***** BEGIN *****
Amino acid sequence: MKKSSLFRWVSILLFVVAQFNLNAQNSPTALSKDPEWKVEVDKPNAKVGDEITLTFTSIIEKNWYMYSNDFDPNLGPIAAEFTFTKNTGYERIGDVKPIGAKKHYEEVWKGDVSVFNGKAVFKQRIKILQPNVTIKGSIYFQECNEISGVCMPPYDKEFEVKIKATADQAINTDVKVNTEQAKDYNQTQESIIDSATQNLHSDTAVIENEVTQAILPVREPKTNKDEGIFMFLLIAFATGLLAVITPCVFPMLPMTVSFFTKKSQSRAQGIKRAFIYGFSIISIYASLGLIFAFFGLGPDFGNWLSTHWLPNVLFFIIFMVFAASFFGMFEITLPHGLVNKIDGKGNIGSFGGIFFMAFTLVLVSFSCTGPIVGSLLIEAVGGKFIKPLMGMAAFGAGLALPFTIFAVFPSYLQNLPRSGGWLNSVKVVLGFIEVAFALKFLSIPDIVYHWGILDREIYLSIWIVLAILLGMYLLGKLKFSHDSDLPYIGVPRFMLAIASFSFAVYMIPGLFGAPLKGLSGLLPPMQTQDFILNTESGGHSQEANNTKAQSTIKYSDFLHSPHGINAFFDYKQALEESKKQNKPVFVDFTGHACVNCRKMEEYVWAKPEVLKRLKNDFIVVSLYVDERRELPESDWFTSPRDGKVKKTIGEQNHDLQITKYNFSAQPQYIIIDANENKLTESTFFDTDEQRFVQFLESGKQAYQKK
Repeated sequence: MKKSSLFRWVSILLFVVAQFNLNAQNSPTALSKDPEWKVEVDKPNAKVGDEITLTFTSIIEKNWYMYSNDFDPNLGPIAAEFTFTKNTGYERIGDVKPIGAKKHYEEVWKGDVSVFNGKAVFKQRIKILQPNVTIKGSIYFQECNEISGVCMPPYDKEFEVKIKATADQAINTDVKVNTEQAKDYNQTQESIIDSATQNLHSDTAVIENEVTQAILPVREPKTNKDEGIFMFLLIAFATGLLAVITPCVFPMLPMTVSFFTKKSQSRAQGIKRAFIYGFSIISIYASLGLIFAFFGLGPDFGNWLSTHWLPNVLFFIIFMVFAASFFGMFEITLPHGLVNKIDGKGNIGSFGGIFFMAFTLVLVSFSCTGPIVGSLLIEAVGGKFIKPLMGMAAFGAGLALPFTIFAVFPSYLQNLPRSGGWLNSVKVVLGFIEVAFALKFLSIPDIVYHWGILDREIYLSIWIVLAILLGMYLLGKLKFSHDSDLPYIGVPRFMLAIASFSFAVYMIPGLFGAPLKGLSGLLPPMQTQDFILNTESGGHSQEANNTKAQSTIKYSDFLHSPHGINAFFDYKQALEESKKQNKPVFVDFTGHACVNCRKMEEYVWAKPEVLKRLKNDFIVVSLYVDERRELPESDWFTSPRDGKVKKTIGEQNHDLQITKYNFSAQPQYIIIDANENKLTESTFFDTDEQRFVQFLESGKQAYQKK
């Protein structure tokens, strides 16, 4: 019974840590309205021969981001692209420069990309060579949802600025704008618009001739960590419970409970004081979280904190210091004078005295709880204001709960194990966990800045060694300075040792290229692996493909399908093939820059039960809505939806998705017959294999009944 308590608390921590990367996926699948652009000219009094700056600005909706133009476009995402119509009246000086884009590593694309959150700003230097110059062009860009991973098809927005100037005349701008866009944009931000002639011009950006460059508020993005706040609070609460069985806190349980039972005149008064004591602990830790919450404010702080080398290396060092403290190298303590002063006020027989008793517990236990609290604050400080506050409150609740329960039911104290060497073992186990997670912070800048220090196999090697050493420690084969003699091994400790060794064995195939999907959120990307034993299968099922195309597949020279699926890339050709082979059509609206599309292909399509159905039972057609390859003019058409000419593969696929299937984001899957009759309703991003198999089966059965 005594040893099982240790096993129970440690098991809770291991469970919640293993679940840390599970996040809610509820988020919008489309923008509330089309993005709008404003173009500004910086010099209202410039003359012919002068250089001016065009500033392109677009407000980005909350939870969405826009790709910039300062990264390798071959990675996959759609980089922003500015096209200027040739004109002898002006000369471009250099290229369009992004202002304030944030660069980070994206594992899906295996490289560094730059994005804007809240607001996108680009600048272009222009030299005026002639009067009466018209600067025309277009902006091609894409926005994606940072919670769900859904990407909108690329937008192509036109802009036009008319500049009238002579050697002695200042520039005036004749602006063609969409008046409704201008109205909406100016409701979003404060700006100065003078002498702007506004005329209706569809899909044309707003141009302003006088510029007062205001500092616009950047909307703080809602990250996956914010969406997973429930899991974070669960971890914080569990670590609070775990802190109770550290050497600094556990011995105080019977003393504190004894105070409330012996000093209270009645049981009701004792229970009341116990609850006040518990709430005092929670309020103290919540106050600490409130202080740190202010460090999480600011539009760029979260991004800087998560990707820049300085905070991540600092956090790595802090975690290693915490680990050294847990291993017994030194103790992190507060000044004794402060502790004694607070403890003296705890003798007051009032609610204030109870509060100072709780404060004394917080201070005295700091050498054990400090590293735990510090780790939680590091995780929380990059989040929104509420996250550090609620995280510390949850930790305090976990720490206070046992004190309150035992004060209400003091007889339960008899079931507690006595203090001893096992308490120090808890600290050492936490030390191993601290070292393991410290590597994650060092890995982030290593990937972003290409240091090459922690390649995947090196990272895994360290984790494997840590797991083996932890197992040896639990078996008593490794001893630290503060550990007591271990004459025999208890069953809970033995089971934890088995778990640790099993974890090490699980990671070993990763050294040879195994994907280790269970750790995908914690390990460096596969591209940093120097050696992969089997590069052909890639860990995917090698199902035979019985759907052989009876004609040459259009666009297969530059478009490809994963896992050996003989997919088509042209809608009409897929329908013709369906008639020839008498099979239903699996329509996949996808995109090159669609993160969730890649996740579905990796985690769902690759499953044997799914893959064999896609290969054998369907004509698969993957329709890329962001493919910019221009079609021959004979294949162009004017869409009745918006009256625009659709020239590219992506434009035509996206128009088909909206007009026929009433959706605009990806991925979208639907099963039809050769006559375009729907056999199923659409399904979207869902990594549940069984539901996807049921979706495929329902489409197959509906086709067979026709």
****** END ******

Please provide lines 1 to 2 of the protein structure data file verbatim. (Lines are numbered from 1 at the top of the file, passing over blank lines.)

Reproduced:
Amino acid sequence: MKKSSLFRWVSILLFVVAQFNLNAQNSPTALSKDPEWKVEVDKPNAKVGDEITLTFTSIIEKNWYMYSNDFDPNLGPIAAEFTFTKNTGYERIGDVKPIGAKKHYEEVWKGDVSVFNGKAVFKQRIKILQPNVTIKGSIYFQECNEISGVCMPPYDKEFEVKIKATADQAINTDVKVNTEQAKDYNQTQESIIDSATQNLHSDTAVIENEVTQAILPVREPKTNKDEGIFMFLLIAFATGLLAVITPCVFPMLPMTVSFFTKKSQSRAQGIKRAFIYGFSIISIYASLGLIFAFFGLGPDFGNWLSTHWLPNVLFFIIFMVFAASFFGMFEITLPHGLVNKIDGKGNIGSFGGIFFMAFTLVLVSFSCTGPIVGSLLIEAVGGKFIKPLMGMAAFGAGLALPFTIFAVFPSYLQNLPRSGGWLNSVKVVLGFIEVAFALKFLSIPDIVYHWGILDREIYLSIWIVLAILLGMYLLGKLKFSHDSDLPYIGVPRFMLAIASFSFAVYMIPGLFGAPLKGLSGLLPPMQTQDFILNTESGGHSQEANNTKAQSTIKYSDFLHSPHGINAFFDYKQALEESKKQNKPVFVDFTGHACVNCRKMEEYVWAKPEVLKRLKNDFIVVSLYVDERRELPESDWFTSPRDGKVKKTIGEQNHDLQITKYNFSAQPQYIIIDANENKLTESTFFDTDEQRFVQFLESGKQAYQKK
Repeated sequence: MKKSSLFRWVSILLFVVAQFNLNAQNSPTALSKDPEWKVEVDKPNAKVGDEITLTFTSIIEKNWYMYSNDFDPNLGPIAAEFTFTKNTGYERIGDVKPIGAKKHYEEVWKGDVSVFNGKAVFKQRIKILQPNVTIKGSIYFQECNEISGVCMPPYDKEFEVKIKATADQAINTDVKVNTEQAKDYNQTQESIIDSATQNLHSDTAVIENEVTQAILPVREPKTNKDEGIFMFLLIAFATGLLAVITPCVFPMLPMTVSFFTKKSQSRAQGIKRAFIYGFSIISIYASLGLIFAFFGLGPDFGNWLSTHWLPNVLFFIIFMVFAASFFGMFEITLPHGLVNKIDGKGNIGSFGGIFFMAFTLVLVSFSCTGPIVGSLLIEAVGGKFIKPLMGMAAFGAGLALPFTIFAVFPSYLQNLPRSGGWLNSVKVVLGFIEVAFALKFLSIPDIVYHWGILDREIYLSIWIVLAILLGMYLLGKLKFSHDSDLPYIGVPRFMLAIASFSFAVYMIPGLFGAPLKGLSGLLPPMQTQDFILNTESGGHSQEANNTKAQSTIKYSDFLHSPHGINAFFDYKQALEESKKQNKPVFVDFTGHACVNCRKMEEYVWAKPEVLKRLKNDFIVVSLYVDERRELPESDWFTSPRDGKVKKTIGEQNHDLQITKYNFSAQPQYIIIDANENKLTESTFFDTDEQRFVQFLESGKQAYQKK